Women traders 'horsewhipped'
11 January 2019 | Local News
It has now asked the council to immediately stop these acts of abuse, which include traders being “horsewhipped”.
According to NamRights director Phil Ya Nangoloh, the female Angolan street vendors are often whipped by security guards, who also confiscate their commodities. The guards, he said, were being instructed by the town council.
Ya Nangoloh said in a letter addressed to Helao Nafidi mayor Eliaser Nghipangelwa that the Angolans are conducting business in Namibia in order to feed and care for themselves and their families, and that they should not be treated in such a way. “I am writing to express our deepest revulsion at certain disturbing reports of human rights abuses, allegedly perpetrated against largely poor Angolan women street vendors, many of who are carrying small babies on their backs,” Ya Nangoloh said in the letter.
“They are just selling basic commodities on the streets of Helao Nafidi, in order to feed and care for themselves and their families. However, they are now being harassed and often whipped with horsewhips and their commodities confiscated, allegedly by private security guard personnel, acting on the instructions of the town council.”
According to Ya Nangoloh it was the residents of Helao Nafidi who expressed their unhappiness about what was happening. He said police officers were among the complainants. Nghipangelwa said he was not aware of the allegations.
“I have not seen his letter and I am also not aware of such allegations. Not even the police have notified me or the town council about such abuse against Angolans,” Nghipangelwa said.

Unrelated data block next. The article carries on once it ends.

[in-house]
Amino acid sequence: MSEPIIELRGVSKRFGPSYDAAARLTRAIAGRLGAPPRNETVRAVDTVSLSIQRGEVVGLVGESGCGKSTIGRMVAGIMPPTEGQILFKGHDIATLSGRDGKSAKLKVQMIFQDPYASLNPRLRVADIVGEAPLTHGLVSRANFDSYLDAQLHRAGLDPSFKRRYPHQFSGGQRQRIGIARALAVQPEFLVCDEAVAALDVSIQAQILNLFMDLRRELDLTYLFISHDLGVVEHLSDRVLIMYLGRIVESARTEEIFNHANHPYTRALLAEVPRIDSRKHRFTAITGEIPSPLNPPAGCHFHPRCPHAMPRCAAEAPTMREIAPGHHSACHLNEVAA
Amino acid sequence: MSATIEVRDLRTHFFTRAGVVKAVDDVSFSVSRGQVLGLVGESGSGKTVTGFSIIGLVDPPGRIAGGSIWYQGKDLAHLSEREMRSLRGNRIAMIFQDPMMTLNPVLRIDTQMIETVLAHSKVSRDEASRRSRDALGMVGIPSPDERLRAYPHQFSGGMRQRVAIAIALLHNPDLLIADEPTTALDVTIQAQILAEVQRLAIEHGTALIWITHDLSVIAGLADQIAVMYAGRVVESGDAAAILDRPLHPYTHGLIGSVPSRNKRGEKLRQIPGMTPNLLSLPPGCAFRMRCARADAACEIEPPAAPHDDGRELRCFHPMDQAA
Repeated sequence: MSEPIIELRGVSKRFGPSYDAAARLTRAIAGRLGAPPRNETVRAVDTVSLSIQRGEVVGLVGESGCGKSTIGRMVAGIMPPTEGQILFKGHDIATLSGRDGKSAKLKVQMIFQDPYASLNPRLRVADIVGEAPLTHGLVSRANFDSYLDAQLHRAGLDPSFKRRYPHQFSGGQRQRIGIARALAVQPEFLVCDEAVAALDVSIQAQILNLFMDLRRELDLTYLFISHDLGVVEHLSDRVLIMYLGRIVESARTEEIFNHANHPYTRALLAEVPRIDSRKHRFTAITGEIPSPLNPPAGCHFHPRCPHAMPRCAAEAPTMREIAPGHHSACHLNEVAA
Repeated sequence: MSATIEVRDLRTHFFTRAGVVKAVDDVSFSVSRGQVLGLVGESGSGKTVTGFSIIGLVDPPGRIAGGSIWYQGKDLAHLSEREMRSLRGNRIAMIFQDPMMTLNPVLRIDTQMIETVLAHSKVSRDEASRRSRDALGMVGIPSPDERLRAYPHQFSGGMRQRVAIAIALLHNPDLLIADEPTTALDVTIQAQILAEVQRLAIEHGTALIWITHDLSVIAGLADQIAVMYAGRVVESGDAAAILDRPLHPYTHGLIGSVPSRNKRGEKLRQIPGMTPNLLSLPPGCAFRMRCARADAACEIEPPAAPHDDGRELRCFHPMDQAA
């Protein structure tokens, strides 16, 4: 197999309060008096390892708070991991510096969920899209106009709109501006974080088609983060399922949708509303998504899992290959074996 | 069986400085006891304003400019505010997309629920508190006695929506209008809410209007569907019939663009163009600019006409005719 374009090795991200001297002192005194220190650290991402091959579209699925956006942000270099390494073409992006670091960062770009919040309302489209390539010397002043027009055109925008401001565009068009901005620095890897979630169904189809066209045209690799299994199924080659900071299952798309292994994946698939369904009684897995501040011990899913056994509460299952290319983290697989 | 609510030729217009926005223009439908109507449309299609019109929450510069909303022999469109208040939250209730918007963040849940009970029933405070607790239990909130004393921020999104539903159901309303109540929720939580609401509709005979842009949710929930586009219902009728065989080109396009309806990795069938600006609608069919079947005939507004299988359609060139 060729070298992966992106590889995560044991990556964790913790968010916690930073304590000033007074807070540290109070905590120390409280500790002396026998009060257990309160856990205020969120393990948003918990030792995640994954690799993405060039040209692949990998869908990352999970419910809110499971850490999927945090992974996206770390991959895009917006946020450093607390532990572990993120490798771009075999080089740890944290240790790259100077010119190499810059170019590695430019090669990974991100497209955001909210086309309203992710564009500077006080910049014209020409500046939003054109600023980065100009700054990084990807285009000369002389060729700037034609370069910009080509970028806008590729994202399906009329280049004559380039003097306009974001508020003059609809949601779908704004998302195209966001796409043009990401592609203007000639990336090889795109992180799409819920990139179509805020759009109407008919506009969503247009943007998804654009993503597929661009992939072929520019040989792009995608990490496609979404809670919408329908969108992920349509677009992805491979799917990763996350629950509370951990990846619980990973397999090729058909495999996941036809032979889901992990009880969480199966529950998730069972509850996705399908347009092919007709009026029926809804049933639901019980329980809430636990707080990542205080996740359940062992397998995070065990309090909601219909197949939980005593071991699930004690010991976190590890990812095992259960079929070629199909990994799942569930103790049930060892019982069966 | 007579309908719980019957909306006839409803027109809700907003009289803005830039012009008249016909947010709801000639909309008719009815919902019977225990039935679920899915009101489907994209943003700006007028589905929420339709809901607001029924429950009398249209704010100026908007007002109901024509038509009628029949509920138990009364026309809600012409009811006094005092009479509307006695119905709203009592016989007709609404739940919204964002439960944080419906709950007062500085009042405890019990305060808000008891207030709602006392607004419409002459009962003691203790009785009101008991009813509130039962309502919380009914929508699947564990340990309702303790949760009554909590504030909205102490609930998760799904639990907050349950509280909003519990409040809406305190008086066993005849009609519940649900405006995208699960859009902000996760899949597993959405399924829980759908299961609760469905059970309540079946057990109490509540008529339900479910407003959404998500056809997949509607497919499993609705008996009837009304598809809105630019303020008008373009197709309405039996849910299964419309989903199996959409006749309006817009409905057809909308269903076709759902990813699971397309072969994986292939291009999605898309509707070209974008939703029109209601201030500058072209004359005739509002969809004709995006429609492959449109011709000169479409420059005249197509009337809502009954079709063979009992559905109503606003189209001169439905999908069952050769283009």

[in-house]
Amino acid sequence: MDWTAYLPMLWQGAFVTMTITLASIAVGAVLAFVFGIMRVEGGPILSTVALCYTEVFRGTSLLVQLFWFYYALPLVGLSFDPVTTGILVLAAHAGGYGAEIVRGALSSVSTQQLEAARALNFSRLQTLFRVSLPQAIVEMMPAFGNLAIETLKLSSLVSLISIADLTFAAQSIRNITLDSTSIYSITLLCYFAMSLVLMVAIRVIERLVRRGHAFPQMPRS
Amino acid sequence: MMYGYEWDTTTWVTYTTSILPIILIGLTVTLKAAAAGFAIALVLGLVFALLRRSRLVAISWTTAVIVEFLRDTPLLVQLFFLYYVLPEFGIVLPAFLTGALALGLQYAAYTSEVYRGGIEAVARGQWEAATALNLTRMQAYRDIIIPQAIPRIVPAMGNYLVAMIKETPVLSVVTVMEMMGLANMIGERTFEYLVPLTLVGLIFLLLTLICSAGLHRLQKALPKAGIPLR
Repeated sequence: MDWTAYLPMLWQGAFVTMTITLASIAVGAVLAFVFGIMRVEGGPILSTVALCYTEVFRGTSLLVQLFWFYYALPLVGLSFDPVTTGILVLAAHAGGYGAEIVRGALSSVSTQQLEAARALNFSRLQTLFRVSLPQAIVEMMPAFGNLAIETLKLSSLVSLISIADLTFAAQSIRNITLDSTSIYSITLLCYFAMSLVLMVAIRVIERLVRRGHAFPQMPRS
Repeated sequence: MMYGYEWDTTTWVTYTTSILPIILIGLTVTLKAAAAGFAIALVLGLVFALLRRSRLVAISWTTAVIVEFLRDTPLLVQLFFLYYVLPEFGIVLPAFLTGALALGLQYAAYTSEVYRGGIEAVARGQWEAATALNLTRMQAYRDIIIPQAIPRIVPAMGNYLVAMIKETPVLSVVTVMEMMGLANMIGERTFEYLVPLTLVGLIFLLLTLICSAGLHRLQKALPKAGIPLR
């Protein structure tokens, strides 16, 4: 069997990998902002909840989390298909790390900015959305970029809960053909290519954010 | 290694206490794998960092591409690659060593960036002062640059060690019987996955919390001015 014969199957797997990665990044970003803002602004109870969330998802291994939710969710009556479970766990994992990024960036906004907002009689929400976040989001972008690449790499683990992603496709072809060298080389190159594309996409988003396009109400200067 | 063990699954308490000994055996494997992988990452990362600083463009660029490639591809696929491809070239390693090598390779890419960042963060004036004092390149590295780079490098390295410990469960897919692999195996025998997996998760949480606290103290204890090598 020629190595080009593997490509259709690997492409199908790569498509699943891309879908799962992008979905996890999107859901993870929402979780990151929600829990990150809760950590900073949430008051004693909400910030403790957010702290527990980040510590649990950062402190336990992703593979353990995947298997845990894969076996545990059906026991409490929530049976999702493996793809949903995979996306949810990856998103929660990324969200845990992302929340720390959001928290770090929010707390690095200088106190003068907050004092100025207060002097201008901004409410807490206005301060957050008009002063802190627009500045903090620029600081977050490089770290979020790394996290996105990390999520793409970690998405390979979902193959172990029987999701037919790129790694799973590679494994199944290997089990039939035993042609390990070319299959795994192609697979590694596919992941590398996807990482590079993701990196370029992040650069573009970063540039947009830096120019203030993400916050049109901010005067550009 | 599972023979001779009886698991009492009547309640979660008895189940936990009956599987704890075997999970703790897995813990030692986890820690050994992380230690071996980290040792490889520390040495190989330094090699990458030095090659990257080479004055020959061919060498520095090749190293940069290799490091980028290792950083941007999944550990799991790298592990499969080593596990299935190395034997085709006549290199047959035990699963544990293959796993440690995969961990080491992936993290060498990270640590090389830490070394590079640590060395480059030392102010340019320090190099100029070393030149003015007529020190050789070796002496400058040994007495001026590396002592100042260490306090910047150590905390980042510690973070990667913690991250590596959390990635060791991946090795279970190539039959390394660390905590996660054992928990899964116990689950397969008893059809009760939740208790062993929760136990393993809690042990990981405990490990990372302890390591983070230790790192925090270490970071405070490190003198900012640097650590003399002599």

Ya Nangoloh, however, claimed Nghipangelwa was quite aware of the situation and was playing ignorant.
In his letter he advised the mayor that NamRights is ready to assist the council on best practices, when dealing with poor people.
“Your worship, we must act fairly and reasonably towards everyone in our society and comply with the Bill of Rights. An alternative humane and dignified way of conduct, in accordance with our Namibian Bill of Rights, must be pursued.
“Poor people are unable, not only to buy food to feed themselves and their families, but also to pay exorbitant rental fees at the designated open-market at Helao Nafidi. Thanks so much for taking immediate remedial steps… to ensure that the right to dignity of everyone is upheld in Helao Nafidi,” Ya Nangoloh wrote.
Helao Nafidi has been dealing with increasing numbers of Angolan traders that sell basic commodities and agricultural produce, especially at Oshikango.
Local vendors have also complained that they are finding it hard to make ends meet because of the illegal goods being smuggled into the country by their Angolan counterparts, who sell them cheaply.